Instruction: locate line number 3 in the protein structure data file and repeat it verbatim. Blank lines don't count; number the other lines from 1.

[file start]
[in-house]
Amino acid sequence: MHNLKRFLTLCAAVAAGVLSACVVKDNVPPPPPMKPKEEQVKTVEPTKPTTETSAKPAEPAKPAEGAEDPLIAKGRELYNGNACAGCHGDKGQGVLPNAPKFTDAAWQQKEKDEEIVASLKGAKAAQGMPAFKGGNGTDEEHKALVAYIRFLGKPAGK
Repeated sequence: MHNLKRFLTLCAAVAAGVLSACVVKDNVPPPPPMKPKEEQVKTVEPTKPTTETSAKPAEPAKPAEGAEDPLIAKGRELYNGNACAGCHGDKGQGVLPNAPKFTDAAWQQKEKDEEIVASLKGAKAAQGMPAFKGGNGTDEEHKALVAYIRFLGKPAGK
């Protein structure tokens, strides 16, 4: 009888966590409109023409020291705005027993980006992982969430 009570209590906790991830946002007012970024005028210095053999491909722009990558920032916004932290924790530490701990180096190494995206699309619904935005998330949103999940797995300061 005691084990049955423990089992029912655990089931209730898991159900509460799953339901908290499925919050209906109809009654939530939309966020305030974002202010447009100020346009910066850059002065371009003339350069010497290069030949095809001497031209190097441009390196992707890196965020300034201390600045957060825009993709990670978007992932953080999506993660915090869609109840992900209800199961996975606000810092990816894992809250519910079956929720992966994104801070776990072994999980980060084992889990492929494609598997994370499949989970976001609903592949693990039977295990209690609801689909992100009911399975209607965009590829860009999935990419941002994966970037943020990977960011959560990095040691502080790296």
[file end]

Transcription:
Repeated sequence: MHNLKRFLTLCAAVAAGVLSACVVKDNVPPPPPMKPKEEQVKTVEPTKPTTETSAKPAEPAKPAEGAEDPLIAKGRELYNGNACAGCHGDKGQGVLPNAPKFTDAAWQQKEKDEEIVASLKGAKAAQGMPAFKGGNGTDEEHKALVAYIRFLGKPAGK